We pulled into the parking lot around 10:30, and the sound of my car door caused a woman who was walking into the building to turn around and see who was there. Seeing an unfamiliar face, she walked back to greet us, then took us over to introduce me to the pastor and others. I marveled at how genuinely friendly everyone was. It wasn't just an act. They actually took the time to stop and join into a real conversation rather than just an obligatory sentence or two. That's a really big deal to me, because I always took the time to do this for visitors at every church we have attended. So I am extremely grateful to Jane for paying attention, even though she's a very busy lady! In fact, when I snapped this picture today, she was telling me that she had recently traveled to the country of Slovenia for a Campus Crusade staff conference. Her job is to take care of the needs of CC staff in Hungary. (There are actually a lot of Campus Crusade staff members at Lake Baldwin.) And I think that first or second morning I visited, her whole family got up in church to tell about their recent trip to Haiti to help earthquake victims. She has since started a small gourmet shortbread and biscotti baking business, jane's short and sweet, to send financial aid to struggling women there and other places. As she explains on her web site, "In the summer of 2010, as we were walking through the process of launching jane’s, a mission statement rolled around in my head to address the quality of our product, the folks behind it and our strong desire to serve others. What sealed the deal in my heart was a specific instance during our family’s trip that summer to work in Haiti. An unearthly sound from the street in front of the compound where we were staying brought me from the back of the building to find out the source. It was explained to John and me that while life is very difficult for the people who live there, it’s so much more so for the women.Therefore it’s not uncommon, to release the sadness and raw emotion within their hearts, that women will wail. Ingest that for just a moment. Heartache. Indignity. Oppression. It’s happening there, here in our own communities, all over the world. The irony is not lost on us that we are using the sales of very sweet products to finance improvements in the very difficult lives of women in our neighborhood, our city and our world. All profits from jane’s are committed to this humanitarian effort." That sounds a lot like what we heard at the Synergy conference last week. Yes, Jane was there, too! See Jane work! See Jane go! See Jane give! See Jane honor Jesus with her life! And just know that Jane is not doing all of this because we are watching her, but because God is! So go to her web site and order some of that yummy shortbread!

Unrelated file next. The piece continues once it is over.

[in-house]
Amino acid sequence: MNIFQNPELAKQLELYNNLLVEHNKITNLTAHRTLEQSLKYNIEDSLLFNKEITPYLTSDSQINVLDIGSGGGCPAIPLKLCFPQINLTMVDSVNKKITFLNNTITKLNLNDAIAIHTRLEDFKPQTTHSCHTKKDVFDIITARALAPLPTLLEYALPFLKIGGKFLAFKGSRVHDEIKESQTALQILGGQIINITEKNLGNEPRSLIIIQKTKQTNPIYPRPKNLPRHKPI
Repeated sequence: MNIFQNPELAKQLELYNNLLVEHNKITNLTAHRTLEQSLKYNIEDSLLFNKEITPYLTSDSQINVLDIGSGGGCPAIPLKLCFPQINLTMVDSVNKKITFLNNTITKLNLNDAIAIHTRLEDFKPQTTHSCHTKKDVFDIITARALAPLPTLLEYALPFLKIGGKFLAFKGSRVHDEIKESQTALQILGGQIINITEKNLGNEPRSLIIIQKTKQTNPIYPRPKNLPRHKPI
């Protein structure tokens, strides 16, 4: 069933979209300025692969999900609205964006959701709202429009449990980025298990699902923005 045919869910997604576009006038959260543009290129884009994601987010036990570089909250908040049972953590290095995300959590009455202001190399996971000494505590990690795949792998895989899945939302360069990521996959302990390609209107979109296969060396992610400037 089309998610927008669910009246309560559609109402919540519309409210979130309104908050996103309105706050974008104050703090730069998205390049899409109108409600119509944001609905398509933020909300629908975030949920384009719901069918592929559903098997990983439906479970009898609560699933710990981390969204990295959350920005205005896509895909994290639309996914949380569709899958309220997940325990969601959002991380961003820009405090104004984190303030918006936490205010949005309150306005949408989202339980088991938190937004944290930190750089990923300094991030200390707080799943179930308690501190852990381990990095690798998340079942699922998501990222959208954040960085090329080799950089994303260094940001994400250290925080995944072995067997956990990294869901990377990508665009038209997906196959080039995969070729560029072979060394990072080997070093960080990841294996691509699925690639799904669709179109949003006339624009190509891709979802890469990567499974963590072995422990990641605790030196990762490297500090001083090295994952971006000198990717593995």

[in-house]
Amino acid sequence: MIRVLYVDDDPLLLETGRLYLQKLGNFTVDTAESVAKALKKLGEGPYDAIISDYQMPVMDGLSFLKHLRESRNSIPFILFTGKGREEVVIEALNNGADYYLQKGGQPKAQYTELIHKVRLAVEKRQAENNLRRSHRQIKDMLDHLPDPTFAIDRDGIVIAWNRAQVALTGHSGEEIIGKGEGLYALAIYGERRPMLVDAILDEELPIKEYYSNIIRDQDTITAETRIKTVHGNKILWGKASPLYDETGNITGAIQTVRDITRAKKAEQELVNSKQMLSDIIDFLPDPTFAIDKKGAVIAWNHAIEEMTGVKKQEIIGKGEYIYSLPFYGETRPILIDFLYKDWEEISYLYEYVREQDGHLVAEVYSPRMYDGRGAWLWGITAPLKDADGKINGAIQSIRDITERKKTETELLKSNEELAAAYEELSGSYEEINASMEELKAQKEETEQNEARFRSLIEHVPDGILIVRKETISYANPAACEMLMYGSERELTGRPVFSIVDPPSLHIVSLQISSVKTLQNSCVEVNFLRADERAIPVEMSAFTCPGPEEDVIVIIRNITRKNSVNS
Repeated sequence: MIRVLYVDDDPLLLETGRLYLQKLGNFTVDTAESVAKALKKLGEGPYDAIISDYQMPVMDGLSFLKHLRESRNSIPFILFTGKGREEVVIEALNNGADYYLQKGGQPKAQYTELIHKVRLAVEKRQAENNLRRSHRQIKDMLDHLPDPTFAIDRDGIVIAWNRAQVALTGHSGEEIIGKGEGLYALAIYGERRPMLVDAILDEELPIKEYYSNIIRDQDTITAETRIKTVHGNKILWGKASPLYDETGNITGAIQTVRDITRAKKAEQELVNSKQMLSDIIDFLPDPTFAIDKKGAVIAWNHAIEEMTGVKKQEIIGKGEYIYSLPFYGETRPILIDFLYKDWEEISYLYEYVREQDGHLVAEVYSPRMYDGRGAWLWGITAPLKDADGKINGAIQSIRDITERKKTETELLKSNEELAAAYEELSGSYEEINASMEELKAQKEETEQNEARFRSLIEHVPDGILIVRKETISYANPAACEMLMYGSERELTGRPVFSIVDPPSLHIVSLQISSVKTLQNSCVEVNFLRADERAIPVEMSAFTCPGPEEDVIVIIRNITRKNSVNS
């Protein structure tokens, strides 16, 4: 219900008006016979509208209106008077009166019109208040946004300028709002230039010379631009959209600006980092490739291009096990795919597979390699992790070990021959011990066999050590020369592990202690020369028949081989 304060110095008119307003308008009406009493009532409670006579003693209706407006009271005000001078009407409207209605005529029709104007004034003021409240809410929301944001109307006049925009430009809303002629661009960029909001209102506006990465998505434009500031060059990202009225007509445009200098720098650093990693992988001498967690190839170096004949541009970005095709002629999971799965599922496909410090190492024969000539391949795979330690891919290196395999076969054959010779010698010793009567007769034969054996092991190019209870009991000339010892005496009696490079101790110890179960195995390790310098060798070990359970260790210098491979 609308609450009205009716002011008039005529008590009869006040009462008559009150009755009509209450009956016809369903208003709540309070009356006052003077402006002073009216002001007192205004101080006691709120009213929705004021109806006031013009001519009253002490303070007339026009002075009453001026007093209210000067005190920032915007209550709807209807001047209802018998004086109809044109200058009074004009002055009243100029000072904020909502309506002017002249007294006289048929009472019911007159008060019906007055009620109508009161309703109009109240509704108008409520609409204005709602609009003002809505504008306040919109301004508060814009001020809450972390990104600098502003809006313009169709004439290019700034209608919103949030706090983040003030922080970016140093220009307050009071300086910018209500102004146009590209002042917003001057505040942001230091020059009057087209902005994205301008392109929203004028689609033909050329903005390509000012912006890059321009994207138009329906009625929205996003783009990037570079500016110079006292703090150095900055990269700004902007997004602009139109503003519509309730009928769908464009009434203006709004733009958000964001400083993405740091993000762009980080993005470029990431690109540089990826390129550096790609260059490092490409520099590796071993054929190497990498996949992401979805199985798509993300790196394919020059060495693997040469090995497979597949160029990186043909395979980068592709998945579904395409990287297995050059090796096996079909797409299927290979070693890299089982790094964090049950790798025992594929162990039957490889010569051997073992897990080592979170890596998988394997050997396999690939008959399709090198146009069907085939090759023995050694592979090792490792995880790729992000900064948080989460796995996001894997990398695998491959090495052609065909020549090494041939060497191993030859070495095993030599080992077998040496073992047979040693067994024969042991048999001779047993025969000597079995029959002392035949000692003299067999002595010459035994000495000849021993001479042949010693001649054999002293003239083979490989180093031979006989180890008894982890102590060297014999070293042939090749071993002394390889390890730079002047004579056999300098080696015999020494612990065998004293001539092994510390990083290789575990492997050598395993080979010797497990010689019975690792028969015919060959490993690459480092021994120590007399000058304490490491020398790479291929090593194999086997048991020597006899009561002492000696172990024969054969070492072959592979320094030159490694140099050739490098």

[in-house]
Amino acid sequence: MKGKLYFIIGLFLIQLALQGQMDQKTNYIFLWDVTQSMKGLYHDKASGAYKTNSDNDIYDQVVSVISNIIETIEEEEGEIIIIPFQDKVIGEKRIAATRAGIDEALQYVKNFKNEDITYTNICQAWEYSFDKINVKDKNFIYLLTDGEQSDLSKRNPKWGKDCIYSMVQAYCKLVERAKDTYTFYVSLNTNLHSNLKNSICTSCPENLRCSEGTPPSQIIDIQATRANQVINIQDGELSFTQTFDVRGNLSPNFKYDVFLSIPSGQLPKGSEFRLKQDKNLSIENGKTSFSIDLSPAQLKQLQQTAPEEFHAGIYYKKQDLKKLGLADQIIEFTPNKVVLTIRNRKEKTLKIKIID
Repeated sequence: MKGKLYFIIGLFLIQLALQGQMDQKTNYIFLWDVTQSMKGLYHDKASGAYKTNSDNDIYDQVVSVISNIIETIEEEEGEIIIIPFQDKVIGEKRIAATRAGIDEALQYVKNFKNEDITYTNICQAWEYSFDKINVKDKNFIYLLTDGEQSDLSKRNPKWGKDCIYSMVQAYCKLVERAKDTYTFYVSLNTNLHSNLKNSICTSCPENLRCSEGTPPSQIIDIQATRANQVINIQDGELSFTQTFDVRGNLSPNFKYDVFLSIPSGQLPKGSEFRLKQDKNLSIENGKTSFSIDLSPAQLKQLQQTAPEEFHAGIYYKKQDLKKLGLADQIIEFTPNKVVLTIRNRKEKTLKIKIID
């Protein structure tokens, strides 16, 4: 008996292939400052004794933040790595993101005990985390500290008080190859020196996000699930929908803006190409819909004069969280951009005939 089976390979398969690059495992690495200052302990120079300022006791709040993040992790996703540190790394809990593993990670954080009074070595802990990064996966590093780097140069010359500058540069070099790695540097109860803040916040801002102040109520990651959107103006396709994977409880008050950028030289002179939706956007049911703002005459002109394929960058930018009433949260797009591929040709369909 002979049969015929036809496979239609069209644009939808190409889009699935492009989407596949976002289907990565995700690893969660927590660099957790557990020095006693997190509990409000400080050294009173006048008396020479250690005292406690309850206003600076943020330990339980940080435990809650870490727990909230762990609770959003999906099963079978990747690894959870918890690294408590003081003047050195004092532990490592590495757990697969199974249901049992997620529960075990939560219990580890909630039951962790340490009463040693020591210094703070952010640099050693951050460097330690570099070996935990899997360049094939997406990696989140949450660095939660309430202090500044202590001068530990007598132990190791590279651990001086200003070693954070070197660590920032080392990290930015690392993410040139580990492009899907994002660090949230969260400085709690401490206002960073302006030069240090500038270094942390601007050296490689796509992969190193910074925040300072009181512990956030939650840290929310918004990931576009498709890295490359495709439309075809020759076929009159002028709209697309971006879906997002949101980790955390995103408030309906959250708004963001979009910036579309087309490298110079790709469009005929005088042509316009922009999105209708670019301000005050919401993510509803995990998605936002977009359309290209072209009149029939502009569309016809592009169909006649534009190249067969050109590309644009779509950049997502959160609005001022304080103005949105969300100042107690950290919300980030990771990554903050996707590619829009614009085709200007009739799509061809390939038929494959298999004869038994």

Anyway, back to my story... Our family went back to Lake Baldwin the next week, and we've pretty much been there ever since. We did visit another much larger PCA church where almost everyone was so busy with their friends that it seemed like we were invisible. (There were a few exceptions, but that was my general feel for it. I didn't see how I could fit in there.) When we returned to little LBC, Molly Tilley greeted me at the door with a hearty "WELCOME BACK!" At that point, I burst into tears from relief, and (God bless her!) she said very tenderly, "There must be a story behind those tears!" Oh yes there was, and I just told you all a little bit of it, too! I'm really grateful for Molly Tilley, Hayley Abney and Erin Pak. I know being a pastor's wife is a tough job at times, and they are excelling at it!
Here we are six months later. We attended the membership class in January, and after an elder interview with Bart, we officially joined a few weeks ago. I am a Presbyterian again after over 30 years! It's funny, though, that they really don't make a big deal about what kind of church they are. They just see themselves as one little part of the body of Christ. And right now, there is really no other place I would rather be.
I am grateful for Lake Baldwin Church, for the grace-filled teaching and atmosphere, the genuine friendliness that flows from their commitment to being a hospitable culture, their heart for global missions, their appreciation of the story paradigm of life, and their authentic and creative worship of Jesus.
Happy 5th anniversary, Lake Baldwin Church, and here's to many more to come!
To read my other posts which mention LBC, click here: Lake Baldwin Church on my blog.
To read my other posts in this series, click here: Weekend Gratitude.
To read a poem which was inspired by one of Dave Abney's sermons, click here: Between the Seed and the Tree.
To visit the church web site, click here: Lake Baldwin Church.